FIGS. 11 through 13 illustrate multi-level privacy and sharing aspects of calendar information in accordance with an aspect of the present invention. This can include use of automated communication systems that tag and send information between users based on communications preferences. These systems include employment of dynamic and organizational groups to specify access to different amounts of calendar information (e.g., just busy, versus meeting title). This can also include use of dynamic and organizational groups to change a user's busy versus free status on a shared calendar based on attributes of the person viewing the user's calendar (per projects, relationships, and so forth).

FIG. 11 illustrates an interface 1100 for defining groups and relationships for users for sharing potential status. At 1110, current groups are defined such as meetings for the rest of the day, meetings in the next hour, direct reports, peers, people that were called today, and so forth. Input options for adding or removing groups is provided at 1120. At 1130, other group relationships can be defined for meetings, organizational relationships, communication relationships, and project relationships. This can include dynamic relationships such as people who have co-authored a document, or on an active project, or contributors to a site, or people assigned to bug problems opened and a plurality of other relationships that may occur between people.

FIG. 12 depicts an interface 1200 for defining other groups, preferences, and relationships. At 1210, groups can be defined as close friends, critical colleagues, family, my manger, my peers and so forth or the groups can be dynamically defined such as those individuals I am meeting today or in the next hour, for example, the display at 1220 lists people that are to be met within the next hour.

FIG. 13 is a display 1300 that illustrates how a user's status can be selectively shared with individuals from the aforementioned groups. For example, an individual or group defined at the top of a priority list 1310 is shown electronically that the user is free over the course of a selected time period, whereas users lower in the priority list are selectively shown alternative periods of busy and free over time.

FIGS. 14-16 illustrate how reminders and feedback can be employed to manage time and resources in accordance with an aspect of the present invention. These aspects include:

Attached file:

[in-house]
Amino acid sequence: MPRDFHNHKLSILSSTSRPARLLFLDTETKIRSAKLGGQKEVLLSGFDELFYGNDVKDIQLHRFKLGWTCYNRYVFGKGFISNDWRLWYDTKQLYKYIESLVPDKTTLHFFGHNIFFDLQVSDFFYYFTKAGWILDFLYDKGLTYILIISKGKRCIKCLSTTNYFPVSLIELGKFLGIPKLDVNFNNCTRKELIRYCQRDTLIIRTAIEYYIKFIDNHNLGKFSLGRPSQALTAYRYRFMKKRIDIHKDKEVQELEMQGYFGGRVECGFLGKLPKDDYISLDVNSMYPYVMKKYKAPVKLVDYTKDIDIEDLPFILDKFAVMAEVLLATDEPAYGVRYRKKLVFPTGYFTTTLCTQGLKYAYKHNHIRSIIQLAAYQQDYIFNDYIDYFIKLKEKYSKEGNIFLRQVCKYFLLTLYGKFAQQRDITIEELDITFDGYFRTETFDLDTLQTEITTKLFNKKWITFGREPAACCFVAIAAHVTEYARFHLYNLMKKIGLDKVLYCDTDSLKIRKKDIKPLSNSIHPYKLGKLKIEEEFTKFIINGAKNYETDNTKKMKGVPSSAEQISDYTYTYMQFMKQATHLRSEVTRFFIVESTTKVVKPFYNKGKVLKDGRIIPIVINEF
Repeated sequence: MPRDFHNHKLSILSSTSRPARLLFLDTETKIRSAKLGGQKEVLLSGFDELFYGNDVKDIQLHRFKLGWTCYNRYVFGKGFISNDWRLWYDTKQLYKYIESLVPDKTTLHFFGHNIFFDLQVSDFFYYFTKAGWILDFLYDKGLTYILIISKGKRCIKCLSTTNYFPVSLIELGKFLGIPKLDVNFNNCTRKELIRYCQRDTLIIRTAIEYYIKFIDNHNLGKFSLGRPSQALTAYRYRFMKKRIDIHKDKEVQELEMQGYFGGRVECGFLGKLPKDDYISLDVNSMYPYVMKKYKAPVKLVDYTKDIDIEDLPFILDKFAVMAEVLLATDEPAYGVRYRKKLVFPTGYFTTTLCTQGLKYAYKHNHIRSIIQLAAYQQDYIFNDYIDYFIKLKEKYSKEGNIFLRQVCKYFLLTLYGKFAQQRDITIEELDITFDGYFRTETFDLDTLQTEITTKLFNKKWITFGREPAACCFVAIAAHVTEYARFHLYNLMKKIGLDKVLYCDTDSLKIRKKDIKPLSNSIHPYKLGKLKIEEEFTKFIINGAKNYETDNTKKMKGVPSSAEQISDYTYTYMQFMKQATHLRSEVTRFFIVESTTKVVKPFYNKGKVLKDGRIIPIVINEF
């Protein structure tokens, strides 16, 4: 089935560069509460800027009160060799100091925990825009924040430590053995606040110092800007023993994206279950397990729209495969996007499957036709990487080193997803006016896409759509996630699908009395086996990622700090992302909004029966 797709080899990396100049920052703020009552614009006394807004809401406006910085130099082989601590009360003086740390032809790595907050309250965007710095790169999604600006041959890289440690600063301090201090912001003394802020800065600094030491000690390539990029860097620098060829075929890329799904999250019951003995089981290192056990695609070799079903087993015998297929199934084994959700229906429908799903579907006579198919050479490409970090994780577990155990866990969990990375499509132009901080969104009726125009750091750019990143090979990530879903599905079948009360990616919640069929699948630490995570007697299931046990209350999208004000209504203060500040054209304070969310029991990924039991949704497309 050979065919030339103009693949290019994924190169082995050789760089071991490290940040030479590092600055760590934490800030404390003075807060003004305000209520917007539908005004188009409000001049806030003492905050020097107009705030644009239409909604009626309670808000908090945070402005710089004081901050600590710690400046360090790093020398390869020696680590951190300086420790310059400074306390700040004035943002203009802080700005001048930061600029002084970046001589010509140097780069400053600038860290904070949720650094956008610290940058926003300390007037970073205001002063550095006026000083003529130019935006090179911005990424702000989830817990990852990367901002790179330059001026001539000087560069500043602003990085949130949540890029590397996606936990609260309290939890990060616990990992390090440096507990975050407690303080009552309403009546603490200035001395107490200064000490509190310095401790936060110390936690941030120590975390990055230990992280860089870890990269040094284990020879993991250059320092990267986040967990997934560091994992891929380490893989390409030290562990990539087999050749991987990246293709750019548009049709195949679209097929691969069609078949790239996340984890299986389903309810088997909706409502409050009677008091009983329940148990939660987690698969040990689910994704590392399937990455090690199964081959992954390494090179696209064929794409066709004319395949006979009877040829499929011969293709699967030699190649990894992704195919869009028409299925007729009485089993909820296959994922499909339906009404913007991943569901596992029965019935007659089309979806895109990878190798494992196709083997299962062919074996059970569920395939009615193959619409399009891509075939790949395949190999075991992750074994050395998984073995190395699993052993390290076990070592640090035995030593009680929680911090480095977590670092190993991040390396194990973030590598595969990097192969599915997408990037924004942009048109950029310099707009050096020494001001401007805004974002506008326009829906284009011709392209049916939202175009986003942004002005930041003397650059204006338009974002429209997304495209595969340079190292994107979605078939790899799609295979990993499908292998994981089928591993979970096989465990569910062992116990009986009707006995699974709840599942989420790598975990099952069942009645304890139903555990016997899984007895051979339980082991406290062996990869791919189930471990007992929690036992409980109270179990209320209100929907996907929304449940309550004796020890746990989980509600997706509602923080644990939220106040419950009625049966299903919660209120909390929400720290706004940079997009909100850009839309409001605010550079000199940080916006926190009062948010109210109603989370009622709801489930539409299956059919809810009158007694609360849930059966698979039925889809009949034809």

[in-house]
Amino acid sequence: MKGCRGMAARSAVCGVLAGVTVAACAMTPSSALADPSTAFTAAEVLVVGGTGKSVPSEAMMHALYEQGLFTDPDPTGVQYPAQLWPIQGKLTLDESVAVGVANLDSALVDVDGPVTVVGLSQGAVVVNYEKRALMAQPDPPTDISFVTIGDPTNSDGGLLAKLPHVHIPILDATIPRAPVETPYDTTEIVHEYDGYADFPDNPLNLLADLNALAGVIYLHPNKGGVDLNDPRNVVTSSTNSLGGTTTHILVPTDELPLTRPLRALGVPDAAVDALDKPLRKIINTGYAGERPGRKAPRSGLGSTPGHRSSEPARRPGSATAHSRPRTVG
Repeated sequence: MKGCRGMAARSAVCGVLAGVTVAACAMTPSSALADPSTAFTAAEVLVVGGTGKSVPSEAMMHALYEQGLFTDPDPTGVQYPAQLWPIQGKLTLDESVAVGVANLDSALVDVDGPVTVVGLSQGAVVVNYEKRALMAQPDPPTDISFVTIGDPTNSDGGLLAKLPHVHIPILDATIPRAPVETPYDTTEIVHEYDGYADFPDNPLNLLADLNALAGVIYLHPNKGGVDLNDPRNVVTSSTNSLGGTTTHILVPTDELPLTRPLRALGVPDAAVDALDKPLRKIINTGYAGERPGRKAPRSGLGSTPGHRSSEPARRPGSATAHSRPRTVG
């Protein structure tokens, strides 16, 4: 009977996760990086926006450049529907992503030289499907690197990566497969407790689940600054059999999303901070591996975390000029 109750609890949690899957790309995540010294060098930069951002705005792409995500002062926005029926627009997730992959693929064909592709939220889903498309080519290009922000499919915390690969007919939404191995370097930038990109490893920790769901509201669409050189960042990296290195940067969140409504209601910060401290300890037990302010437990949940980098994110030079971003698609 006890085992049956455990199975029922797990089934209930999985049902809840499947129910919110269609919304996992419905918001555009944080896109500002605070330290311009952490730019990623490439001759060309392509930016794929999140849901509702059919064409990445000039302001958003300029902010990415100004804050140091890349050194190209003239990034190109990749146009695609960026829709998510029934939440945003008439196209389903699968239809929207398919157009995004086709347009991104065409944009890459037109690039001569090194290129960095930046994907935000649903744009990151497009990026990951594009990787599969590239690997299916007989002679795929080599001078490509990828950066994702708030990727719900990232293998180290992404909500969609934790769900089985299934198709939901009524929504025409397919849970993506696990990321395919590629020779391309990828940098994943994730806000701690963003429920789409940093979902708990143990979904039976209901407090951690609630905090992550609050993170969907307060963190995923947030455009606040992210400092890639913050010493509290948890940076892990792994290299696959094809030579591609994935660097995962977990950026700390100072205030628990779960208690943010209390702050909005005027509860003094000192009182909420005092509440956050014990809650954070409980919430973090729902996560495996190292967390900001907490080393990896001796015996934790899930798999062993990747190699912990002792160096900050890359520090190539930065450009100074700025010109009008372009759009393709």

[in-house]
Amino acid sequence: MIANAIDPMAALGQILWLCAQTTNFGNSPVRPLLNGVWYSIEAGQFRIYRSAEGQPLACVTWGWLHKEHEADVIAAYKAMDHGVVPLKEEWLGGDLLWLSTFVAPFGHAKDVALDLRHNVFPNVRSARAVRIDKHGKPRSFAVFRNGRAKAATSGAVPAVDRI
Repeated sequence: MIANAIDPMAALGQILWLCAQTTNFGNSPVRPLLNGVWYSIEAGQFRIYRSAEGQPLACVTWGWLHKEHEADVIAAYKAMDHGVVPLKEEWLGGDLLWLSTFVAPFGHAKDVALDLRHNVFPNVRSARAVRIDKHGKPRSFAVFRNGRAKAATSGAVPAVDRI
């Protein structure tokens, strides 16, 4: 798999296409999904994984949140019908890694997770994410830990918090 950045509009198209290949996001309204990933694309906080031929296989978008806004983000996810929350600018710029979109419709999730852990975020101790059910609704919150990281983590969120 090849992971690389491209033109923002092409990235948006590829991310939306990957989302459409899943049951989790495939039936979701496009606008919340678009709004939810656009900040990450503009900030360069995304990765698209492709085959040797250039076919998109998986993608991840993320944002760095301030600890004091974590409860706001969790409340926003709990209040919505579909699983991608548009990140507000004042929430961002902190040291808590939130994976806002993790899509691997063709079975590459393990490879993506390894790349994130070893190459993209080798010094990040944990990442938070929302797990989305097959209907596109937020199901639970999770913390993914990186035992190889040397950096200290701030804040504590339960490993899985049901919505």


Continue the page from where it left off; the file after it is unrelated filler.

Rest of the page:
• Tracking;
    • Reminders;
    • Feedback;
    • Adding documents for auto-track, coupled with availability when task or project revisited;
    • Preference assessment about projects and interruptions (general default set up, custom projects, and so forth);
      • Deadline types, time before deadline (“predeadline” preferences”)
      • Set up time
      • Time preferred between focused sessions for catch up, and so forth.
      • Travel time
      • Handling moving of lower priority project sessions, meetings to future to reschedule or schedule higher-priority projects among other aspects.

FIG. 14 is a display 1400 depicting reminders and borders of project centric focus sessions. The display employs user interactions to denote boundaries. At 1410, a reminder is generated asking for a confirmation on a task start time. At 1420, an ending palate or border is defined for a task based upon previous user selections. FIG. 15 depicts a similar display 1500 presenting available resources for the task which are tracked at 1510 and potentially made available at a future start time if so desired. FIG. 16 depicts a display 1600 that shows resources being made available at the next re-visitation of the project or task at 1610.

FIG. 17 is a flow diagram illustrating an automated scheduling process 1700 in accordance with an aspect of the present invention. While, for purposes of simplicity of explanation, the methodology is shown and described as a series of acts, it is to be understood and appreciated that the present invention is not limited by the order of acts, as some acts may, in accordance with the present invention, occur in different orders and/or concurrently with other acts from that shown and described herein. For example, those skilled in the art will understand and appreciate that a methodology could alternatively be represented as a series of interrelated states or events, such as in a state diagram. Moreover, not all illustrated acts may be required to implement a methodology in accordance with the present invention.

Proceeding to 1710, user preferences and scheduling selections are processed in order to define a desired task or project. At 1720, a plan is automatically laid out for the user mapping time chunks for completing the desired task or project. As noted above, such plan can be provided in accordance with various user interfaces and/or mapped on to the user's calendar. At 1730, the user's busy and free status is selectively shared with other users or groups. As noted above, according to the user's preferences certain groups or individuals can be marked or tagged according to varying statuses. Thus, one group or individual may be shown the status of busy even though another group or user is shown the user's status as free. In this manner, the user can coordinate and prioritize time and activities based upon the user's relationship with a given individual. For instance, the user's supervisor may be given the user's actual status of free, whereas during the same time the user's subordinate may be given the status of busy in order to provide the user with additional free time to complete other activities or tasks. As can be appreciated, busy and free status provided to other individuals or groups can dynamically change over time according to calendar activities, project status, task completions, and so forth.